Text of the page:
SouthCom considered the program to be "very useful and productive," said Lucas, adding that using contractors allows reconnaissance "without deployment of military aircraft and crews, which were employed in other missions."

'A Suicidal Mission'

Butch Oliver was hired by California Microwave Systems, a Northrop Grumman subsidiary, to replace one of two pilots who had quit the program citing safety concerns, including the use of single-engine airplanes and the expansion of their missions to include heavier payloads and longer flights.

"It was a suicidal mission, almost," said one of the two pilots, Douglas Cockes.

Albert Oliver tried to talk his son out of the job in Colombia.

But Butch Oliver saw "the chance of a lifetime," his mother said, with excitement, fulfillment and a $100,000-a-year salary.

"God will take care of me," he told his parents.

Butch Oliver was hired Feb. 10, 2003. Three days later, a Cessna Caravan on a classified mission crash-landed after engine failure. Guerrillas with the Revolutionary Armed Forces of Colombia, known as FARC, captured the crew and executed the American pilot and a Colombian army officer. The other three crew members, including Stansell, a 39-year-old ex-Marine who lived with his fiancee and daughter in Colquitt in South Georgia, are still being held hostage.

"They could barely get over some of those mountains with that little plane," said Stansell's father, Gene, who lives in Bradenton, Fla.

Hostage Thomas Howes, the co-pilot, questioned the wisdom of using a single-engine plane for the missions in a documentary, "Held Hostage in Colombia," made by a Colombian journalist. "I don't think any one of the three of us would put our faith in one motor in the mountains over Colombia," Howes said.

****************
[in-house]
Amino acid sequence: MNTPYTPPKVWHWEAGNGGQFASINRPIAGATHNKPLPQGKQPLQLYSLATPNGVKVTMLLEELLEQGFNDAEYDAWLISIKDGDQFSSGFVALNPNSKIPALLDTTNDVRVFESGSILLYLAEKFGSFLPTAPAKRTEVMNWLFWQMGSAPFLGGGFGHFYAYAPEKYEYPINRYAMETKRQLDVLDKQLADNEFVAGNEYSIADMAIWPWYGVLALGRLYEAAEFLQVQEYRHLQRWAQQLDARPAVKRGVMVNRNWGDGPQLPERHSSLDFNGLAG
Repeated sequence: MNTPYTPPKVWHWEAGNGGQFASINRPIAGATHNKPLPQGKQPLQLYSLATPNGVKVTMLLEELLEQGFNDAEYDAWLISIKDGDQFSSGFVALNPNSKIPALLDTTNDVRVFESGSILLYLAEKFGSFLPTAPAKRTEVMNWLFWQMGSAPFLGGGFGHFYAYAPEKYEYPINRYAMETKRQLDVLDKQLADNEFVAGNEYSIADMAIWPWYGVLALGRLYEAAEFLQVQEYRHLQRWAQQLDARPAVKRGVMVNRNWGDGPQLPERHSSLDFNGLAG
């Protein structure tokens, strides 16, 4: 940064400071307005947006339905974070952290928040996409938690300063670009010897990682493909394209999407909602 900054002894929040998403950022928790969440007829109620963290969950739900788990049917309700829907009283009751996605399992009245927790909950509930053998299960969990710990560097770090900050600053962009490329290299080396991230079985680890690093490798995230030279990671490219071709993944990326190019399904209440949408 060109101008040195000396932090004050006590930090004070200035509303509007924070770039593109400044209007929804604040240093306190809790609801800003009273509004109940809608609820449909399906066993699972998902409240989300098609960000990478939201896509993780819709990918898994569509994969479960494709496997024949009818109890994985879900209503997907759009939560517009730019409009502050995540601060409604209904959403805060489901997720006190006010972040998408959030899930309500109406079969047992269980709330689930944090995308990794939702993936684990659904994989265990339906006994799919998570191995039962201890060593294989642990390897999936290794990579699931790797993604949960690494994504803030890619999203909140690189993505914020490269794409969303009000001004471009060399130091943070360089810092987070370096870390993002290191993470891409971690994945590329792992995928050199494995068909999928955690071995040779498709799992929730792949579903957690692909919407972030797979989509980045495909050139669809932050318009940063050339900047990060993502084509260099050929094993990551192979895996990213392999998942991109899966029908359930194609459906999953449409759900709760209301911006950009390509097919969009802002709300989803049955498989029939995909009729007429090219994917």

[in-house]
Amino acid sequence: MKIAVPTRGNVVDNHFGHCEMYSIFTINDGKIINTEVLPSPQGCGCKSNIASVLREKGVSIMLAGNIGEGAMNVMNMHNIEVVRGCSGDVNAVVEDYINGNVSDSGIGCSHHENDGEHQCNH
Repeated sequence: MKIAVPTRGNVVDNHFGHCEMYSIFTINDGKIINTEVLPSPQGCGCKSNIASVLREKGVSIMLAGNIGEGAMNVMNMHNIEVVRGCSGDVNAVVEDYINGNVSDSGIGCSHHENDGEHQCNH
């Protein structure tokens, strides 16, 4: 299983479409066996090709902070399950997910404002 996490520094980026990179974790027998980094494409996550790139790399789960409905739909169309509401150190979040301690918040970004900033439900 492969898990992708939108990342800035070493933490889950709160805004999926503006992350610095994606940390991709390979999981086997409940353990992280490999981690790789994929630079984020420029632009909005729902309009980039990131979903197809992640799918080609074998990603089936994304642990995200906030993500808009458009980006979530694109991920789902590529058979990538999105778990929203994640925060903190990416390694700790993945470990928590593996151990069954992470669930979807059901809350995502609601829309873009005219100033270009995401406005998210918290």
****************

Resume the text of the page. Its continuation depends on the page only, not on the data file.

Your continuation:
In the documentary, the captives were stunned to learn a plane crashed looking for them. "I don't want anybody dying to get me out of here," Keith Stansell said. "This isn't a movie. This is real life."

The military classified its investigations of the two crashes as secret. The Olivers said all they ever got was a half-page investigative summary that says the plane hit a 100-foot-tall tree on a 4,400-foot ridge while on a nighttime "climb-out" from an airport. There was no sign of engine failure, investigators concluded.

Butch Oliver "had no business in the program, especially to be trained on the job," Cockes said. "Talk about taking a lamb to the slaughter."

Sanho Tree, director of the Drug Policy Project at the Institute for Policy Studies in Washington, said, "There's very little accountability, very little oversight" of the Colombia project.

Contractors, he contends, "keep the program under the radar screen." They are "disposable and they're deniable," he said.

And Tree says the eradication effort in Colombia is pointless, like "shoveling water."

Cockes, the pilot who quit the program, disagrees, saying the war on drugs in Colombia is necessary. He supports expanding the program and using contractors.

"The military has too much on its plate," said Cockes, who said he made $150,000 a year in salary and living expenses in Colombia. He said contractors were worth the money, often bringing more experience than many military personnel. Cockes flew 30 years for the U.S. Customs Service, most of it in drug interdiction. Tom Janis, the pilot killed by rebels, had 30 years' military flying experience.

Deborah Avant, a political science professor at George Washington University in Washington, said contractors gave the military "more flexibility." They also help avoid congressional and public debate and disclosure, she said, which could lead to a "more adventurous foreign policy if you have private forces."

The program in Colombia was changed after the crashes. The operation restarted under a different name, the Colombia Reconnaissance System, using twin-engine planes.

Those changes come too late, the families of the killed and captured pilots say.

Hope Remains Strong

In Florida, the Stansells cling to hope that the rebels will release their son.

They don't hear much. "Our government has hushed it over," Lynne Stansell, Keith's mother, complained. She estimates they've watched their son on the documentary video at least 50 times.

In Spalding County, the Olivers surround themselves with reminders of their son. A wooden clock he made and gave to his mother two days before leaving for Colombia hangs on the wall. The ticking soothes her.

A photo of Butch Oliver in a cockpit sits on a desk. The Olivers search the Internet with their son's computer for stories about Colombia. They tend to Maggie, his beloved Labrador retriever.

Butch Oliver died for his country, they say. So Albert Oliver went to Fort McPherson with the flag that accompanied his son's body home. The guard, using the ceremony reserved for veterans' funerals, folded the flag into a triangle.

It sits in a wooden frame on Butch Oliver's old rolltop desk in his parents' family room.